Please login to post comment

Steganography - Hidden Threat

  • swetha goud
  • Jun 28, 2019
  • 0 comment(s)


What is Steganography?



Steganography is the technique of hiding secret data within an ordinary, non-secret, file or message in order to avoid detection; the secret data is then extracted at its destination. The use of steganography can be combined with encryption as an extra step for hiding or protecting data.

The word steganography is derived from the Greek words,

Steganos (meaning hidden or covered) 

The Greek root graph (meaning to write).

Image Courtesy: Google Dictionary

Steganography can be used to conceal almost any type of digital content, including text, image, video or audio content; the data to be hidden can be hidden inside almost any other type of digital content. The content to be concealed through steganography -- called hidden text -- is often encrypted before being incorporated into the innocuous-seeming cover text file or data stream. If not encrypted, the hidden text is commonly processed in some way in order to increase the difficulty of detecting the secret content.

Cryptography — the science of writing in secret codes — addresses all of the elements necessary for secure communication over an insecure channel, namely privacy, confidentiality, key exchange, authentication, and non-repudiation. But cryptography does not always provide safe communication.

There are a large number of steganographic methods that most of us are familiar with (especially if you watch a lot of spy movies!), ranging from invisible ink and microdots to secreting a hidden message in the second letter of each word of a large body of text and spread spectrum radio communication. With computers and networks, there are many other ways of hiding information, such as:

Covert channels (e.g., Loki and some distributed denial-of-service tools use the Internet Control Message Protocol, or ICMP, as the communications channel between the "bad guy" and a compromised system)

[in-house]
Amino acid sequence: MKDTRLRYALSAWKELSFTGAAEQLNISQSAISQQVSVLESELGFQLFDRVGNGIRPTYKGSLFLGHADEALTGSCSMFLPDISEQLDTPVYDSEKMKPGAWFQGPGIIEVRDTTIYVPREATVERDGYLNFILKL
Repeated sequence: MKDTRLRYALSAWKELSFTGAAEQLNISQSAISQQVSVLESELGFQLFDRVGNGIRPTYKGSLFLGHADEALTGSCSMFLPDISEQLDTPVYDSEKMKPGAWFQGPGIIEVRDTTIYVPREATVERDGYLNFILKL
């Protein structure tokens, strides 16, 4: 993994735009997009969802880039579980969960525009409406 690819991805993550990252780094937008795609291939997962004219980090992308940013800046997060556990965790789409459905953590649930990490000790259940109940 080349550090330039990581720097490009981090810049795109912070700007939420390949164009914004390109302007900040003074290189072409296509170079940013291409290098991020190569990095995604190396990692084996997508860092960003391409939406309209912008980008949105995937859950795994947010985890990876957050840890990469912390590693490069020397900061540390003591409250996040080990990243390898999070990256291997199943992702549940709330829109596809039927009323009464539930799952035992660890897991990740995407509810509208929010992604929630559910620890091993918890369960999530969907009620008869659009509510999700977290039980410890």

Hidden text within Web pages:

Hiding files in "plain sight" (e.g., what better place to "hide" a file than with an important sounding name in the c:\winnt\system32 directory?)

Null ciphers (e.g., using the first letter of each word to form a hidden message in an otherwise innocuous text)

Image Courtesy: Wikipedia

Steganography and Malware:

Threats that can evade detection are among the most dangerous kind we’re facing today. We see these characteristics in the most challenging security issues like targeted attacks and zero-day exploits. Being able to stay hidden can determine the success of an attack, making it something that attackers continuously want to achieve. In this series of blog posts, we will take a look at one of the techniques used by cybercriminals to evade detection and analysis

The Greek word steganos means hidden, and malware loves to hide stuff sneakily. For the bad guys, this is a marriage made in heaven. This is the first of a series of blog posts on steganography and malware. We will explore what steganography is, and how it applies to malicious software today.

Of course, you can use steganography in real life. An example is putting secret messages in strange places. But here we’ll be talking about data files and specifically how these can be used and abused by malicious attackers.